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Anti-gay preacher arrested for ‘homophobic’ election leaflets

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  1. We can’t police people’s thoughts, but we can protect society from those thoughts turning into action, such as inciting hatred as this news article demonstrates. What is worrying though, is that this man clearly thinks he can get away with it. The freedom of speech argument is used a lot, including on these forums, but the right to express racist sentiments is illegal. I think that same argument ought to apply to homophobic comments.

  2. “What is worrying though, is that this man clearly thinks he can get away with it”

    I get that impression too. And what you say about free speech is absolutely right. Paul Shaw breached the line between free speech and hate speech, and I hope he’s prosecuted and sent on some kind of course to educate him that people who are different to him are not threats. Of course, sadly so many fundies have closed minds, so I doubt that would work very well.

    How sad that he’s got such a hang up about something that’s really of no concern to him. Maybe it makes him feel better about himself to try to persecute and denigrate others, but to me, it just screams “inadequate and insecure”.

    Ian Bower – that made me smile :D

  3. Hodge Podge 12 Jul 2010, 11:50am

    @ursus262 Was this preacher inciting violence? Saying homosexuality should be illegal is divisive and stupid but not really inciting violence. And yes, I think the same standards should apply to race issues.

  4. I prefer to let people speak then you know where you stand. shutting someone up doesn’t change their mind.

  5. I believe he was arrested on a charge of inciting HATRED, not inciting violence. Without seeing the actual leaflet we can’t guess how inflamatory it may or may not have been, but, in my opinion, anyone who says that being gay should be illegal is misguided – either accidently or deliberately…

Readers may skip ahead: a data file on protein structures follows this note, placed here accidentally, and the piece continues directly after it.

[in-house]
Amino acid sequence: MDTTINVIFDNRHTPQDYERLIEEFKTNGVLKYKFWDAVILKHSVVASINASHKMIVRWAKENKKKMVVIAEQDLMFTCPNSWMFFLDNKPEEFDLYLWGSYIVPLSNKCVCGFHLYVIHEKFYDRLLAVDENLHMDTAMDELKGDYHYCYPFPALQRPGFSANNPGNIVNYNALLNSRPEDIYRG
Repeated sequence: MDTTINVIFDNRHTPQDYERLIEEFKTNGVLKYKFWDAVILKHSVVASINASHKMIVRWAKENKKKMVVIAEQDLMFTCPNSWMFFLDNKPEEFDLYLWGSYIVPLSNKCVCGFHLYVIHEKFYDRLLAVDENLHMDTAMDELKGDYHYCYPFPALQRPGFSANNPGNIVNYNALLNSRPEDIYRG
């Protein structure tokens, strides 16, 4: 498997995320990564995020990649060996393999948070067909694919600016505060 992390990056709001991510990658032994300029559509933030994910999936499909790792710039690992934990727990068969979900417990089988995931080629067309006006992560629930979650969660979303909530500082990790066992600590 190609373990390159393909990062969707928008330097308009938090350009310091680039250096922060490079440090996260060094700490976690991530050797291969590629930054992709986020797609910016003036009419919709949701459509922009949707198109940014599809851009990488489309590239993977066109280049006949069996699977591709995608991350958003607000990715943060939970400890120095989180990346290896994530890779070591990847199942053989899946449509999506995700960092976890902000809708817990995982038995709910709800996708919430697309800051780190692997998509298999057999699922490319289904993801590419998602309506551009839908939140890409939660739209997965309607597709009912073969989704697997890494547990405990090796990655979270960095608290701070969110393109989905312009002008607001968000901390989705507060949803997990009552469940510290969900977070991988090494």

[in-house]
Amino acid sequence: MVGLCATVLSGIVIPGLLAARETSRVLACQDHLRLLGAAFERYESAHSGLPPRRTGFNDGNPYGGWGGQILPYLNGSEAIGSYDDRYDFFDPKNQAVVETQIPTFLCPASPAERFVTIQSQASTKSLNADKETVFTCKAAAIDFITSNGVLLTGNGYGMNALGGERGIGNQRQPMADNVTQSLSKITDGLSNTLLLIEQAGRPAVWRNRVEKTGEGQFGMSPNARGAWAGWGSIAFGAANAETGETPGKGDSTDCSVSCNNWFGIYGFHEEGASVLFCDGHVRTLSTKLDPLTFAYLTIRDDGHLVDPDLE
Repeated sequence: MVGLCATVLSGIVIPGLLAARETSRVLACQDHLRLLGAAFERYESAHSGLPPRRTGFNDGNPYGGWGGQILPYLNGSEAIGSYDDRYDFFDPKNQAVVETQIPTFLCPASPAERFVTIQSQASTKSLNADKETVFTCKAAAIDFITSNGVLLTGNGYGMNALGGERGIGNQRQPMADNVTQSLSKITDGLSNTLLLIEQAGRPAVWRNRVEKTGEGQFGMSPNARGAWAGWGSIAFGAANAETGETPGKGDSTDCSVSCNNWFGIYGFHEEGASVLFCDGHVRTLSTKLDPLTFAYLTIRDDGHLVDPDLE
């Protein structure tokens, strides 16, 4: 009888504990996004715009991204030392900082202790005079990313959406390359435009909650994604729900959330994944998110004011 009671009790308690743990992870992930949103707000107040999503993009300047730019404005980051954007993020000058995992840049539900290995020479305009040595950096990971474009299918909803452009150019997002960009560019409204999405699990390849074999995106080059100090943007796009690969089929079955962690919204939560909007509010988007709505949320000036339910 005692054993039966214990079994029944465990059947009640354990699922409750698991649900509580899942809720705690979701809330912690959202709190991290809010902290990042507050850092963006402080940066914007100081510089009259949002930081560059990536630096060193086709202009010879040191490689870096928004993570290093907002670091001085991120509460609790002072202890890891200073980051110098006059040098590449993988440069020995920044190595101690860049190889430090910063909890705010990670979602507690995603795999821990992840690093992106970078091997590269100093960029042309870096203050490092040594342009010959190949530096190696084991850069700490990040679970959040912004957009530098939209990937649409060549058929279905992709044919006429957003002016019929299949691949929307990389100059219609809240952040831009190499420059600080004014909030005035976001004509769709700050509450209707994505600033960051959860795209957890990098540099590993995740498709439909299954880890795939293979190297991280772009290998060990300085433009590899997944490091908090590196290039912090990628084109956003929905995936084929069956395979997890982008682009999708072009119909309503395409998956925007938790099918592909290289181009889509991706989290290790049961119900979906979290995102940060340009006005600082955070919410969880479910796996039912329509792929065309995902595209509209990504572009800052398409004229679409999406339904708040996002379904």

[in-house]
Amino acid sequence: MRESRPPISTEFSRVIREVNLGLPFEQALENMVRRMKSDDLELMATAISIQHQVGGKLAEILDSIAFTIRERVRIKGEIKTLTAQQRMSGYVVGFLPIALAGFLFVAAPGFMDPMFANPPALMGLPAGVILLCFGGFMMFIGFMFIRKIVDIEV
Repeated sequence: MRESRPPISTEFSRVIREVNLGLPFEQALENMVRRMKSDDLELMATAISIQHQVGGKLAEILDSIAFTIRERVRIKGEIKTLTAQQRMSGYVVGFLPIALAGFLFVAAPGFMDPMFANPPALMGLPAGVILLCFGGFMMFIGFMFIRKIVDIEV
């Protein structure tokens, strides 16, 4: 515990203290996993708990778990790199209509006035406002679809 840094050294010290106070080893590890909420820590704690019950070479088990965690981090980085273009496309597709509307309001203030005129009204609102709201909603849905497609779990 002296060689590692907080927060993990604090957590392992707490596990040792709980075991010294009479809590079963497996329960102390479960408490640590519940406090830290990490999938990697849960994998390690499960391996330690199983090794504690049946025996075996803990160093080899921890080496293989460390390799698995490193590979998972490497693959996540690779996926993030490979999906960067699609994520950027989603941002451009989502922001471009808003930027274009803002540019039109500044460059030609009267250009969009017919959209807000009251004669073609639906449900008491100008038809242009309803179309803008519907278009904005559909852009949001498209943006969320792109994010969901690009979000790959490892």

I didn’t choose to be a lesbian any more than I chose my green eyes, and I don’t think it’s acceptable that somebody’s allowed to say that WHO somebody is should be illegal. I find it equally offensive when people make similar comments about women/ethnic minorites/disabled people etc because it’s an attempt to portray others as inferior.

  6. dean – maybe shutting someone up doesn’t change their mind, but it stops them from changing someone else’s mind, and so stops their hate becoming more widespread. If someone had shut hitler up when he started spouting hate, then maybe millions of people wouldn’t have died in the second world war. If someone would shut the pope up then maybe a million catholics wouldn’t think we were abominations. My problem with cases like this isn’t that they are shutting him up, but that they go after the small fish. Prosecuting him is a like prosceuting the end of the chain. It is the leaders of these religions that need arresting – if he can be prosecuted, surely Natzinger should be behind bars or life?

  7. ok jay I agree this guy is small fry. and those like him should be allowed to speak he may be your housing officer, nurse, doctor , landlord fireperson. let them speak their truth then you know who to trust.

  8. I love what the Judge said haha

  9. Stick him in prison and let him ranta and rave about homosexuality in the showers, might make him less of a prude ;]